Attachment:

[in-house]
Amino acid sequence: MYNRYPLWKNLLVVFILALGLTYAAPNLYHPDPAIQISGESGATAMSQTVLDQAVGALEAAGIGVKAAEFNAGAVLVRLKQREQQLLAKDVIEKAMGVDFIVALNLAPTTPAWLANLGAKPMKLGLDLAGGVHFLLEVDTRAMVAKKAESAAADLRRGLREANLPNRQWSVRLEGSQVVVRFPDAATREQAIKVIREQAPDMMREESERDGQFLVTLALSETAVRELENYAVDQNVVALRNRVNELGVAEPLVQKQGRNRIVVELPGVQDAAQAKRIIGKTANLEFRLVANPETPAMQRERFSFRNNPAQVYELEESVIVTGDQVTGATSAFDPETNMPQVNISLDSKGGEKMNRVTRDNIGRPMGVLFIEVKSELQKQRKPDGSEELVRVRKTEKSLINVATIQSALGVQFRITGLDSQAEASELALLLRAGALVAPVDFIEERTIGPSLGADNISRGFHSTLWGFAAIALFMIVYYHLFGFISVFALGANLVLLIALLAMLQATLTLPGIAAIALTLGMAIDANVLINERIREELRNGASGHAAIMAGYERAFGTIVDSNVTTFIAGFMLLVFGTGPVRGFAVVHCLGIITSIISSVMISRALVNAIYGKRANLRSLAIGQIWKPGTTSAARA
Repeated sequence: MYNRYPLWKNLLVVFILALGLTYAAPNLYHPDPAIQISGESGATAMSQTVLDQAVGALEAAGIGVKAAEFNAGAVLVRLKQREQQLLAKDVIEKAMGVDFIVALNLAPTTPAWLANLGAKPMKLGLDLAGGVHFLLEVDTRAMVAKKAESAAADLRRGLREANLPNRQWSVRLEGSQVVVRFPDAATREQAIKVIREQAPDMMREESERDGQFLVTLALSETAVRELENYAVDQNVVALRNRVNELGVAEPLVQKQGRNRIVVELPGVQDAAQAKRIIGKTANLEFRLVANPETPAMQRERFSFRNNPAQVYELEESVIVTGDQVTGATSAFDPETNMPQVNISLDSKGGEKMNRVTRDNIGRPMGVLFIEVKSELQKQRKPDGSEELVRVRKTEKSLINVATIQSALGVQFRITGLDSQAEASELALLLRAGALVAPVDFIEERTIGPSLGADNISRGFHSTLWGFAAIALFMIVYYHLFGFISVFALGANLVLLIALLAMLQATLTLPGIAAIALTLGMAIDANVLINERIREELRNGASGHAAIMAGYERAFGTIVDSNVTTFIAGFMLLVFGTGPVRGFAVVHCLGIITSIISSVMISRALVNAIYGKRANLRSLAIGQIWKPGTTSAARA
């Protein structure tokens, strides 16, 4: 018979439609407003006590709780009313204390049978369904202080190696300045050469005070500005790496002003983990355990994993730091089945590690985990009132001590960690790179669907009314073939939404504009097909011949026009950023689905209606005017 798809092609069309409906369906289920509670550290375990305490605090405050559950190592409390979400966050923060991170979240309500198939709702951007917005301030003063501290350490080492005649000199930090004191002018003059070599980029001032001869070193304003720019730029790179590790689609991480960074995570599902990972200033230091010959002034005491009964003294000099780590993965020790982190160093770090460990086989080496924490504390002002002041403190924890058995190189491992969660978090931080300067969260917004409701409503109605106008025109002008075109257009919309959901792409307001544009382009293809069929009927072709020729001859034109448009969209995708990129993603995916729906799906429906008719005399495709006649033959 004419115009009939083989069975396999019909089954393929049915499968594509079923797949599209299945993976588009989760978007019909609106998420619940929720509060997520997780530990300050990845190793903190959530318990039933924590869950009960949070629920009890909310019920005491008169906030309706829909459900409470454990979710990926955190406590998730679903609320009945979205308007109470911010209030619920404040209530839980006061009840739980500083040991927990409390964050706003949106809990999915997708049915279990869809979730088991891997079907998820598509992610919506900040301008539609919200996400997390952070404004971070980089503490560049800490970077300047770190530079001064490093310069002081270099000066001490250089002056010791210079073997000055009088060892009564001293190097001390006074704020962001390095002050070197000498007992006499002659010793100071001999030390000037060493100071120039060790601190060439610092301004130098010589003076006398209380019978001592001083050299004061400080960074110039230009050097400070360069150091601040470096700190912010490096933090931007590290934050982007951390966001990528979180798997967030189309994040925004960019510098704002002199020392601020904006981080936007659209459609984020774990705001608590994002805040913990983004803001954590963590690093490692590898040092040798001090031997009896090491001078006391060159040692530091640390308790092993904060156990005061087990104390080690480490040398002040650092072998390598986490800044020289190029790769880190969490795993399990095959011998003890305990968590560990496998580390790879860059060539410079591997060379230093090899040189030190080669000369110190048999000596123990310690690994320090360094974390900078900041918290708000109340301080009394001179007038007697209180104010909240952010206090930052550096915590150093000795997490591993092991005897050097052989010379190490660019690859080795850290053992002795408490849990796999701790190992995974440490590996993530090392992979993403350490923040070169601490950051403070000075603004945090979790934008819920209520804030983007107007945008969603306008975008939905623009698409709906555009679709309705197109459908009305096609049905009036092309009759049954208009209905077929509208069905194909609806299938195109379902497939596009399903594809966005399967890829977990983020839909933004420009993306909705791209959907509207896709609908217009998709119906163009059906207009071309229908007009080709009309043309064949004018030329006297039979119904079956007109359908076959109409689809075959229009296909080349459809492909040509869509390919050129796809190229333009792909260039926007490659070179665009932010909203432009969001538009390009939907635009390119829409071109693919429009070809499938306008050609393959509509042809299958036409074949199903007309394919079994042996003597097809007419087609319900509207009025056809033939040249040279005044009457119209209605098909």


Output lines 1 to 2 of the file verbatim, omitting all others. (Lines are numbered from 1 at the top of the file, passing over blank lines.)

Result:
[in-house]
Amino acid sequence: MYNRYPLWKNLLVVFILALGLTYAAPNLYHPDPAIQISGESGATAMSQTVLDQAVGALEAAGIGVKAAEFNAGAVLVRLKQREQQLLAKDVIEKAMGVDFIVALNLAPTTPAWLANLGAKPMKLGLDLAGGVHFLLEVDTRAMVAKKAESAAADLRRGLREANLPNRQWSVRLEGSQVVVRFPDAATREQAIKVIREQAPDMMREESERDGQFLVTLALSETAVRELENYAVDQNVVALRNRVNELGVAEPLVQKQGRNRIVVELPGVQDAAQAKRIIGKTANLEFRLVANPETPAMQRERFSFRNNPAQVYELEESVIVTGDQVTGATSAFDPETNMPQVNISLDSKGGEKMNRVTRDNIGRPMGVLFIEVKSELQKQRKPDGSEELVRVRKTEKSLINVATIQSALGVQFRITGLDSQAEASELALLLRAGALVAPVDFIEERTIGPSLGADNISRGFHSTLWGFAAIALFMIVYYHLFGFISVFALGANLVLLIALLAMLQATLTLPGIAAIALTLGMAIDANVLINERIREELRNGASGHAAIMAGYERAFGTIVDSNVTTFIAGFMLLVFGTGPVRGFAVVHCLGIITSIISSVMISRALVNAIYGKRANLRSLAIGQIWKPGTTSAARA